Types of sexual and reproductive health services

Your sexual and reproductive health is important. Whether you need these services now or later, check out the list below to learn more. Clinics and health care providers across the state are offering these at little to no cost.

Table of Contents


Birth control  There are many types of birth control, but the best one is the one that works well for you. There are methods you can stop and start on your own (like condoms), some need a prescription to start (like birth control pills and rings), and some need an in-person visit with a health care provider to start and stop (like IUDS and Implants). Your health care provider can help you find the right one for you.

Emergency contraception (EC)

EC can prevent pregnancy after sex, and it works best if you use it as soon as possible–within a few days of having unprotected sex. It's sometimes called the "morning-after pill" and can be picked up "over-the-counter" at your pharmacy without seeing a doctor first, like Plan B One-Step. Other types of EC can be prescribed by your health care provider, like copper IUD, or by a pharmacist, like Ella. Pharmacists can prescribe EC because of a statewide standing order
Pregnancy testing  Need to confirm if you are (or aren't) pregnant? Don't stress. Health care providers offer accurate testing and will support you based on the results. 
Pregnancy options counseling  If you are pregnant and not sure what to do, your health care provider can help. They can talk you through your options, like prenatal care, adoption, or abortion.
Pregnancy and infertility services  When you feel the time is right and you want to get pregnant, your health care provider has helpful information that may help the process. Also, if you've been trying for a while and haven't gotten pregnant, your health care provider can do some tests and refer you to a fertility specialist if needed. 
Abortion Abortion is a safe and legal way to end a pregnancy. There are two kinds of abortion: in-clinic procedures and medication abortion care. If your clinic does not offer abortions, they can refer you to one that does.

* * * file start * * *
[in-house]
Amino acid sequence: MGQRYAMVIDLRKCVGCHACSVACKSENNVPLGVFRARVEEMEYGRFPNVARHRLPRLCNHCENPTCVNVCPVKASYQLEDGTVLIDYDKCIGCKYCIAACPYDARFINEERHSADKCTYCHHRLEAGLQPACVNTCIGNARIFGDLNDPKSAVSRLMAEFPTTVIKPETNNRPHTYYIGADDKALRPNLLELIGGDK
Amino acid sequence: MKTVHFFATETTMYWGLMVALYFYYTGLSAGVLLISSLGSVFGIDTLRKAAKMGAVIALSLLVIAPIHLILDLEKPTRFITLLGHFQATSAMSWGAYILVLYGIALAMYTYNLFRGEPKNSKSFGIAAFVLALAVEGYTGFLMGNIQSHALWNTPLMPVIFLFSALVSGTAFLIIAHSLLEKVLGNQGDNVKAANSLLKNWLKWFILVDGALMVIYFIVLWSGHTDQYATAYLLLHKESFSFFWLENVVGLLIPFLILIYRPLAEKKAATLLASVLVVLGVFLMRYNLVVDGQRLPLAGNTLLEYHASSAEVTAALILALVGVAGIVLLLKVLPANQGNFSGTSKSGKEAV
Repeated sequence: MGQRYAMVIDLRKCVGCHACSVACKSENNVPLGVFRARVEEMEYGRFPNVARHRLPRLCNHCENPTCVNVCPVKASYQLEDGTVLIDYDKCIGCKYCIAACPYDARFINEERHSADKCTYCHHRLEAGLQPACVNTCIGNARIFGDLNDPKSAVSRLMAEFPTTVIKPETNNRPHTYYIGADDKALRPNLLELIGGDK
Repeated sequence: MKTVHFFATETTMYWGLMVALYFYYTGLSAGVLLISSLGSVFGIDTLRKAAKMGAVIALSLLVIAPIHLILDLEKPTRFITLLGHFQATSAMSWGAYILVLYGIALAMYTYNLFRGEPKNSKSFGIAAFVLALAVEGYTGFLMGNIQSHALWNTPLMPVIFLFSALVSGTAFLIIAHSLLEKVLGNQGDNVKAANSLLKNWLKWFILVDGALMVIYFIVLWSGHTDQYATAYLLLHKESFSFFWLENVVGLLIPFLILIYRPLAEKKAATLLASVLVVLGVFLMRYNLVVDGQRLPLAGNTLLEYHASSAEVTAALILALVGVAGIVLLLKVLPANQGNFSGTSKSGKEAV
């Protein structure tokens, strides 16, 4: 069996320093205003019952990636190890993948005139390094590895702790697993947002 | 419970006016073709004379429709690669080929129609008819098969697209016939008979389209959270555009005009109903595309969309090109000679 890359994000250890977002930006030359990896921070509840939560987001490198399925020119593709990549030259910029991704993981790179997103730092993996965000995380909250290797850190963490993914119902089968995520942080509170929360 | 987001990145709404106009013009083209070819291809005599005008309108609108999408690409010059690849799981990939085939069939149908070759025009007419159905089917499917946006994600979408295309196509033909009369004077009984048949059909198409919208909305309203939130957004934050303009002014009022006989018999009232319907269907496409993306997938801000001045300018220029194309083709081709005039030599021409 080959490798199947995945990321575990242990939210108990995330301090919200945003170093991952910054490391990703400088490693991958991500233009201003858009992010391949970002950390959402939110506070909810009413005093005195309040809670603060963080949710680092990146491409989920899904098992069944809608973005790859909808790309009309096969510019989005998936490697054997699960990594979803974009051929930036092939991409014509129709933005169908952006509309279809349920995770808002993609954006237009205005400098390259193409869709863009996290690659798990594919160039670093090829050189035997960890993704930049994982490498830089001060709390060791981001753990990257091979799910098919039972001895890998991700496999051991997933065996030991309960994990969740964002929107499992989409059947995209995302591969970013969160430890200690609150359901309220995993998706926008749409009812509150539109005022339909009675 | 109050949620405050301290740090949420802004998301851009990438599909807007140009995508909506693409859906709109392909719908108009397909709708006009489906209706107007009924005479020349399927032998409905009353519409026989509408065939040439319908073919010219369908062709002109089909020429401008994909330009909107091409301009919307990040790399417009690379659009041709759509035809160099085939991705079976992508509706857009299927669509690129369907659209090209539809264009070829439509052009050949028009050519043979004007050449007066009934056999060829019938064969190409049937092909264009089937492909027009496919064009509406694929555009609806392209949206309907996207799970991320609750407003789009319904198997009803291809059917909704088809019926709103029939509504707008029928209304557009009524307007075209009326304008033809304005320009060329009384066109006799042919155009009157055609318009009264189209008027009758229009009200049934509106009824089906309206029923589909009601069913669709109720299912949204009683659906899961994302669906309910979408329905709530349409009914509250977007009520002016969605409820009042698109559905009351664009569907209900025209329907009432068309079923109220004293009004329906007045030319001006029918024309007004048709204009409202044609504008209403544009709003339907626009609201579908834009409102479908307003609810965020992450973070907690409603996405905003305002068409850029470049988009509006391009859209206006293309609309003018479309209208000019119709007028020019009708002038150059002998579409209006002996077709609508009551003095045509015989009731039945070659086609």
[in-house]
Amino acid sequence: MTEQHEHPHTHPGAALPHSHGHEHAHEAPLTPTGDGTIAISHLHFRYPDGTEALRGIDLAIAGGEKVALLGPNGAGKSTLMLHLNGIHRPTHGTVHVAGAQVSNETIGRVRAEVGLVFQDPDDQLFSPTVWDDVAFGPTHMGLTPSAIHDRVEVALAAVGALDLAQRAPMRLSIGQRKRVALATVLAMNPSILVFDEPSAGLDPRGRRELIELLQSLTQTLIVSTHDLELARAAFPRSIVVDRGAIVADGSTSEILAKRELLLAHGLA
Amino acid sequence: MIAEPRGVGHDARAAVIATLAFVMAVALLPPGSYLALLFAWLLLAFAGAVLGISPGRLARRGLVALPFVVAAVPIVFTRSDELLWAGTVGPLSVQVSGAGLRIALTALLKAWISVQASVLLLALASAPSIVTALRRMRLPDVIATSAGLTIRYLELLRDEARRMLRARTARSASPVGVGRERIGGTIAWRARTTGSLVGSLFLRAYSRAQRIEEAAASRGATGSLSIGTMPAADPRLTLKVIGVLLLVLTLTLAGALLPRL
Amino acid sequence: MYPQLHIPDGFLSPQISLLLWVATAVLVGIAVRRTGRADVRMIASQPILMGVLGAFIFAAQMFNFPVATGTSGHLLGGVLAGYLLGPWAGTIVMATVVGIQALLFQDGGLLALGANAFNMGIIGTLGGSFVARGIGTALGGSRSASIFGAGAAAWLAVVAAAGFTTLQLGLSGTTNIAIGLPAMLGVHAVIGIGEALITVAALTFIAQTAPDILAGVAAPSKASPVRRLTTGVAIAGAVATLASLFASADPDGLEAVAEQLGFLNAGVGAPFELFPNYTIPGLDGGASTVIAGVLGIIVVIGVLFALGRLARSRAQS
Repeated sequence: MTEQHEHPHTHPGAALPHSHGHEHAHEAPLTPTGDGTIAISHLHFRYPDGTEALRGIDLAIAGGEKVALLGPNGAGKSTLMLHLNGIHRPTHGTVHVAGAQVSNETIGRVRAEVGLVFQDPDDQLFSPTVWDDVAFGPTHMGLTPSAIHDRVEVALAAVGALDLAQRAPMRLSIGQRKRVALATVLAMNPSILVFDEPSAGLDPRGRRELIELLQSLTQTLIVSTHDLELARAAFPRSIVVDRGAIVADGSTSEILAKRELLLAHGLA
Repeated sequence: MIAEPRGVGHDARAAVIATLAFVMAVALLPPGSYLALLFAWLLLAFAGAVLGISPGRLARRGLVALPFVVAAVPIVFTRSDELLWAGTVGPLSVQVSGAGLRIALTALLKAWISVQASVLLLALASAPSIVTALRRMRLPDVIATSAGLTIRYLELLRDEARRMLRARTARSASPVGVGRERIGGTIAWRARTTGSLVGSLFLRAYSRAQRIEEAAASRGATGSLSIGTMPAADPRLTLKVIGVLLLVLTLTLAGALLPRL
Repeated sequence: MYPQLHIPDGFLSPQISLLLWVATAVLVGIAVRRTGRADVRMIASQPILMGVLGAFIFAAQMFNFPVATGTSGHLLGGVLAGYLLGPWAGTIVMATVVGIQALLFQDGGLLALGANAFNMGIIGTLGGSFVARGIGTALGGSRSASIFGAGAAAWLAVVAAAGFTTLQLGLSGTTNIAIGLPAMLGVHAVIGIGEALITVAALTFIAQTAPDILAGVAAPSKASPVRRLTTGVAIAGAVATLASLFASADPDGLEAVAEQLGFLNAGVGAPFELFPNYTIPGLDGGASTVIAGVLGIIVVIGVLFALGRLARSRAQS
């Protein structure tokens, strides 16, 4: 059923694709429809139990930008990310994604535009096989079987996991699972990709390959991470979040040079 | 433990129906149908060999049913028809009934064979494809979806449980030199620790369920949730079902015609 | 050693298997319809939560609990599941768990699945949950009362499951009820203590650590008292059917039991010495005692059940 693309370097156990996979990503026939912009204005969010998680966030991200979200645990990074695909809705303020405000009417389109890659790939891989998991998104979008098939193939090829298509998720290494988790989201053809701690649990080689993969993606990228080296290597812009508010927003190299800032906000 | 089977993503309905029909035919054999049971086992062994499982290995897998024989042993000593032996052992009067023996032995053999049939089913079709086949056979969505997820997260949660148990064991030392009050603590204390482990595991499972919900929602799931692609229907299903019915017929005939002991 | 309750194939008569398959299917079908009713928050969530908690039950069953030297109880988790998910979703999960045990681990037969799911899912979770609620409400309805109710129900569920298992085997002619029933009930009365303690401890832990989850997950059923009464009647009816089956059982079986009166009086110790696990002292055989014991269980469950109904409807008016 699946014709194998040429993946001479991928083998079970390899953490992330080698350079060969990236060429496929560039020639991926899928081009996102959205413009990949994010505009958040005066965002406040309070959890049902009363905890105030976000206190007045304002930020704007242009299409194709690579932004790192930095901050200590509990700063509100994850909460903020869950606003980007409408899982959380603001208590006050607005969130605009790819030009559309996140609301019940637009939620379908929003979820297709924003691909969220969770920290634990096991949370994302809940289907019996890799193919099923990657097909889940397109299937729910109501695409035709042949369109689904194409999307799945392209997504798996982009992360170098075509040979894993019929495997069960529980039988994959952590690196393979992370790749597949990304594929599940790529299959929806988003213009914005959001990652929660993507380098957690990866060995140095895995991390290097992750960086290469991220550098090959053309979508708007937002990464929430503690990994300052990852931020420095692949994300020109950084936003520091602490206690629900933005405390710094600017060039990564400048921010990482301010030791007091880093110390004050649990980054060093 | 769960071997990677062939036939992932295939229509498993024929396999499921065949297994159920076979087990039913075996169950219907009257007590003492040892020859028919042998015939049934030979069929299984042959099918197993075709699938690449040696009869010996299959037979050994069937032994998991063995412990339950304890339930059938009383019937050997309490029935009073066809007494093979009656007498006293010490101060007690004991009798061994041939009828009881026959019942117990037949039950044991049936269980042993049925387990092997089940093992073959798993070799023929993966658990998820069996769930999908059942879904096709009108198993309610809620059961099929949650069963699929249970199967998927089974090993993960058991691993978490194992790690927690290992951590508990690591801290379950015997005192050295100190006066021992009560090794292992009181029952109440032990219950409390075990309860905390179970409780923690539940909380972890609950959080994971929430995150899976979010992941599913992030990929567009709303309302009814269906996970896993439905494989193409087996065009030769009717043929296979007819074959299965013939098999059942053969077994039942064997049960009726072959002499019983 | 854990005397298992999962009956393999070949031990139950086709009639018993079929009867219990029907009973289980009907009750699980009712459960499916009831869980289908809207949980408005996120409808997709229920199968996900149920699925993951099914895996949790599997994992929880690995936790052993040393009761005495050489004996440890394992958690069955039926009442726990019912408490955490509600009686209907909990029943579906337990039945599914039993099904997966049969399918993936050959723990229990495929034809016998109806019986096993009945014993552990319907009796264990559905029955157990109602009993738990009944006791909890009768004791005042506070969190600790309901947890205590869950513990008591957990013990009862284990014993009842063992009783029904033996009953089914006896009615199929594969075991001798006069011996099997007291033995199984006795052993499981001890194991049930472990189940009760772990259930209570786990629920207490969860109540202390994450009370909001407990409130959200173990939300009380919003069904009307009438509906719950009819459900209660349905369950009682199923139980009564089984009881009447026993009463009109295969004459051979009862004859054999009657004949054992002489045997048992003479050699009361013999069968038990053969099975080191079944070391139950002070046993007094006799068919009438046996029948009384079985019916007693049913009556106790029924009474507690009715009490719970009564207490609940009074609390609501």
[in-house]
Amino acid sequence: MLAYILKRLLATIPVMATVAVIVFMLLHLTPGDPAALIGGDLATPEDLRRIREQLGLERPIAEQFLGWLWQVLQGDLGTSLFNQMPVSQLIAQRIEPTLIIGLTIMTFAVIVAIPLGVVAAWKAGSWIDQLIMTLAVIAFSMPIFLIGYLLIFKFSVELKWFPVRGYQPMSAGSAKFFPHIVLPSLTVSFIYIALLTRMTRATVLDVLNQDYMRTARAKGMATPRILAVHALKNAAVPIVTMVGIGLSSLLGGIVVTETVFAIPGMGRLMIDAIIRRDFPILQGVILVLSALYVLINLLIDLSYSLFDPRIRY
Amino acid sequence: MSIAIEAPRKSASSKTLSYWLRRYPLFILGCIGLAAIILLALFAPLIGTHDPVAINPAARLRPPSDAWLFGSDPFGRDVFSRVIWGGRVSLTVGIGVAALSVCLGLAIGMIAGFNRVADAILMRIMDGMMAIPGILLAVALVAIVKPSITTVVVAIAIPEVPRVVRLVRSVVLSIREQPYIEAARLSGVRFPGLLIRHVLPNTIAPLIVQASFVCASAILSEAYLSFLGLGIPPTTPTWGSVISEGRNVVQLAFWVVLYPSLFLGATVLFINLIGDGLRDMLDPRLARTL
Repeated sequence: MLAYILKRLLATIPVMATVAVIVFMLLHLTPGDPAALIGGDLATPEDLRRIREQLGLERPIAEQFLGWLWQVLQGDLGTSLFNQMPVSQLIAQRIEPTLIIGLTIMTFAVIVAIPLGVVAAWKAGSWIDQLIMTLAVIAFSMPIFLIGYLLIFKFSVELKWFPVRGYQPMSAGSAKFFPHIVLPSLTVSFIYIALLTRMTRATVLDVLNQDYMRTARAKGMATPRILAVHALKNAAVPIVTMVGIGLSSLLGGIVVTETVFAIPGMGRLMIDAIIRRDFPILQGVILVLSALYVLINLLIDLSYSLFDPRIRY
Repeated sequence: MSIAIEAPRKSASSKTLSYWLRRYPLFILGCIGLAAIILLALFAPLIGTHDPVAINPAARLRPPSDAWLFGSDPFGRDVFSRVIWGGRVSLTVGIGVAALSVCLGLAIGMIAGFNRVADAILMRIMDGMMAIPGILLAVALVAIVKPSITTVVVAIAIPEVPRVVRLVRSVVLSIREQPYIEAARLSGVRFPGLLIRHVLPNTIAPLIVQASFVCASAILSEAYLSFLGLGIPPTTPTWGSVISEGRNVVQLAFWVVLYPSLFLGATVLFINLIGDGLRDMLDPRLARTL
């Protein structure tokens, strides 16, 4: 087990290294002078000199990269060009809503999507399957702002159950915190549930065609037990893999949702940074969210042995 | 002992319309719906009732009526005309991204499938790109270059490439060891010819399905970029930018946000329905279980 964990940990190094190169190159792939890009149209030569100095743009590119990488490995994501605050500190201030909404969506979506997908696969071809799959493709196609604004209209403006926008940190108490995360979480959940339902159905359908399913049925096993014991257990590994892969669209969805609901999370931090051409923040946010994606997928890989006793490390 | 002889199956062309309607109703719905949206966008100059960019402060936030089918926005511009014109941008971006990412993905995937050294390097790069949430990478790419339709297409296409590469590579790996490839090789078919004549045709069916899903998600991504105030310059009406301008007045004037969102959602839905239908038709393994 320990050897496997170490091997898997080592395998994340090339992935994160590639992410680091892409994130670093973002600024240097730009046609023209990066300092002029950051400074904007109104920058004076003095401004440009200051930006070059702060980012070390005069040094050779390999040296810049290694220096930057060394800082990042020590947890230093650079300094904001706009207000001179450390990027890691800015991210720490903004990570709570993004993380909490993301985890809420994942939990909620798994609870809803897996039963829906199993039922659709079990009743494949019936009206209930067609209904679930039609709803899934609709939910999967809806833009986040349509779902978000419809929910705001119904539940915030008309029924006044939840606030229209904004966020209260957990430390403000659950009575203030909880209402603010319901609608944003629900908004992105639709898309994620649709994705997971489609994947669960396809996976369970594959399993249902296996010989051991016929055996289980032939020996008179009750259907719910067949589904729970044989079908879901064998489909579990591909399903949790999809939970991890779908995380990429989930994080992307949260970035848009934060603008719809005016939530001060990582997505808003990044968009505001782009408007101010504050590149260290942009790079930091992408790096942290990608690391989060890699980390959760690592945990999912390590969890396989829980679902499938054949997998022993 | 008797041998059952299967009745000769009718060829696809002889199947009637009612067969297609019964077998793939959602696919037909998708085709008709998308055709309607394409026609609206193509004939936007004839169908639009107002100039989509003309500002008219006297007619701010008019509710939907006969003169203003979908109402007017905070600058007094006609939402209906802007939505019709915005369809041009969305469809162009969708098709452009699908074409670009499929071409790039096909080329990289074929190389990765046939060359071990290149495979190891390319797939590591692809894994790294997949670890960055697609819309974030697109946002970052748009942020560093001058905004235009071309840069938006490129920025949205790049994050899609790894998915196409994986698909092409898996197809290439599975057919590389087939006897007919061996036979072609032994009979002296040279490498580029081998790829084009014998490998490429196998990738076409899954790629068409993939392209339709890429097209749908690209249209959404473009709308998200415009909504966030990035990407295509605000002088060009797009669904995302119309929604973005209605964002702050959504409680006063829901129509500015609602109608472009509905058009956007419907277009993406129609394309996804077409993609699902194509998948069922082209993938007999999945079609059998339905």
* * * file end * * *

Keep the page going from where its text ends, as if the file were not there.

Breast cancer screening

Clinical breast exams are one of the most important things you can do to check for early signs of breast cancer. The earlier a cancer is caught, the easier it is to treat. Your doctor can also refer you to mammography if needed.
Pap and HPV tests A Pap test checks for abnormal cells on your cervix, and an HPV test checks for infection with human papillomavirus, both of which can lead to cervical cancer.
HPV vaccination Human papillomavirus (HPV) is the most common sexually transmitted infection. The HPV vaccine can also prevent against genital warts, cervical cancer, anal cancer, and some cancers of the head and neck. 
Diagnosis and treatment of issues related to your period  If your period is bothering you more than you think it should, talk to your health care provider. They can discuss your symptoms, help diagnose any problems, and provide treatment.
Diagnosis and treatment of issues like yeast infections or urinary tract infections (UTIs)  If you feel itching, burning, or other unusual feelings in your genital area, contact your health care provider. They can discuss your symptoms regarding your vaginal or urinary health and help diagnose and provide treatment. 
STI testing Lots of people have sexually transmitted infections (STIs), or sexually transmitted diseases (STDs), and don't even know it. If you're sexually active, testing is the only way to find out for sure. You can talk to your health care provider about getting testing and treatment for STIs like chlamydia or herpes.  
HIV testing and PrEP Your health care provider can test for HIV and counsel you on what to do next if you are diagnosed with HIV. If you are at high risk for HIV, your health care provider can discuss and prescribe PrEP, a medicine to prevent HIV transmission.

Locations and cost

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